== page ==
Once they were on I wasted no time hitting the road and I’ve since ridden them through as wide a variation of conditions as possible from fresh, glass-like asphalt in hot and dry conditions to the kind of flooding and storms that made my local roads so memorable when they were used for the 2019 World Championships. Everywhere I’ve taken them, the Continental GP 5000 S TR tyres have massively impressed even against top rubber from Specialized, Schwalbe, Hutchinson, Zipp, Pirelli and Continental’s own 5000 TLs that they replace. Before going into details though, it’s crucial to note that Continental has followed other tyre and wheel brands into recommending much lower usage pressures on the 5000S TR (max in all sizes is only 73 psi/5 bar). So be sure to check your pressures against its online guide or you won’t get anything like the full performance benefits, especially on larger volume sizes. For the record, we settled on 55 front and 58psi on 25mm rims for all-round gains without too much squish out of the saddle.

Continental claims that the 5000S TR is 20 per cent faster rolling than the 5000 TL, which is a huge number in terms of tyre performance, but rolling resistance is obviously only a single factor of overall bike speed. While I’ve not had a chance to do any proper scientific testing, they seem to be faster back to back on anecdotal power meter data, particularly at lower speeds (where rolling resistance is more proportionally significant) and on rougher surfaces. Perhaps even more importantly, less inertia in the tyre combined with a brighter feel from the thinner top carcass, definitely results in feeling faster than the muffled and damped feel of the TL. Because (for all the reasons above) the tyre can adapt to the surface, and it’s designed to run lower pressures, it seems even grippier than its already super confident predecessor. The clearer feedback also helps surf the stick-or-slide line so even in the nastiest storm wash, wet leaf, low temperature conditions, I’ve been trusting it to rail hard and stop late. It even stays hooked up on slow slippery under-tree grunts noticeably better than the TL, and as well as properly sticky, wet weather optimised compounds on tyre brands like Hutchinson.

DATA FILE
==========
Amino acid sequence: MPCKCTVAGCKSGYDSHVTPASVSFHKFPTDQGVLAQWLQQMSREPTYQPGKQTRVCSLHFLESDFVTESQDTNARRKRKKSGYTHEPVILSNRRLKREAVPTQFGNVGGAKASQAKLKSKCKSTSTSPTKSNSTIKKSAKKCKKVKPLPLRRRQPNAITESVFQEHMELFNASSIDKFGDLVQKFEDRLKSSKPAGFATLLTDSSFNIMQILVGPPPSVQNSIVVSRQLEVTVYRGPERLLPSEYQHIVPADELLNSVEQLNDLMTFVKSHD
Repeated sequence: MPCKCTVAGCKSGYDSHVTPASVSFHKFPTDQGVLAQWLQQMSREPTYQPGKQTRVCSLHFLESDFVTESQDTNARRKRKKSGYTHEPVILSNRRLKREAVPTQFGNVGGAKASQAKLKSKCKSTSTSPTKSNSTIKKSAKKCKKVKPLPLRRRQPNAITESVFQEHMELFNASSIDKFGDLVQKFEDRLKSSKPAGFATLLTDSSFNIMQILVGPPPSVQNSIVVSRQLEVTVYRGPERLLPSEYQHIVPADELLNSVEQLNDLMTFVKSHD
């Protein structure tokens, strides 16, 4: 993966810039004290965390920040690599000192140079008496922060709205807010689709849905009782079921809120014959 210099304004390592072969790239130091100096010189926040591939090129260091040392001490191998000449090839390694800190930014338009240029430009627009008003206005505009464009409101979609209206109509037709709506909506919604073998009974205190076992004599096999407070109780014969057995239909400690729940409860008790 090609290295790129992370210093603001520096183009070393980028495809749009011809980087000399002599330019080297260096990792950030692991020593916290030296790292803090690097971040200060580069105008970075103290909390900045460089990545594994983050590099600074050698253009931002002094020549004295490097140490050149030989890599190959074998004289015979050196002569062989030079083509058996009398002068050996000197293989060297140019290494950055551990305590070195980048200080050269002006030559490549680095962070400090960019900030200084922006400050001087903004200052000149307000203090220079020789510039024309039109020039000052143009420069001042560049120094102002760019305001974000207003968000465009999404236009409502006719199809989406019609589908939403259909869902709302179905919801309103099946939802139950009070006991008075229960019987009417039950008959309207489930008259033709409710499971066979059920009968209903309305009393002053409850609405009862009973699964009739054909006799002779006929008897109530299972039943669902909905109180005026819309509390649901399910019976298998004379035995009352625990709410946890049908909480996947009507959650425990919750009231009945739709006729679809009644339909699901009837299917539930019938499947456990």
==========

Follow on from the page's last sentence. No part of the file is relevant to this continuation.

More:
The only thing I can’t comment on after a few hundred km is wear life. I mean, nothing has peeled off and there’s still plenty of clean tread depth on the tyre, and the Vectran anti-puncture layer has carried me along gravel tracks and through several km of thorn cuttings without any flats or even a spit of sealant. I have had to top up the pressure in the tyres a couple of times though, and from experience Continental’s sealant isn’t the best, especially when it comes to big holes.

Continental Grand Prix 5000S TR tubeless road tyre review

Our sample tyres were 25mm black-wall options (Image credit: Guy Kesteven)


We were big fans of Continental’s GP5000 TL in terms of smoothness and grip, but its damped feel and higher weight meant that even though it was also super fast, it wasn’t that obvious. The 5000S TR not only feels noticeably faster and livelier straight away in all situations from fresh Tarmac to ancient acne backroads, but it seems grippier (or at least more communicative) too. It’s also slightly easier to fit and works with hookless rims, so it’s currently setting a new benchmark for premium performance. Obviously, the huge price is potentially an issue, especially as we don’t know how long the lighter construction will last yet, so we’ll update that aspect in time. What we do know for sure is that we’re going to be having a blast and going damn fast in the process of trying to wear them out.

Tech Specs: Continental Grand Prix 5000 S TR

  • Price: £69.95 / $TBC / €79.90
  • Weight: 283g (25mm black wall)
  • Width: 29.7mm (28mm on 25mm internal hookless rims)
  • Sizes: 700 x 25, 28, 30 and 32mm. 650 x 30 and 32mm
  • Colours: Black or Tan wall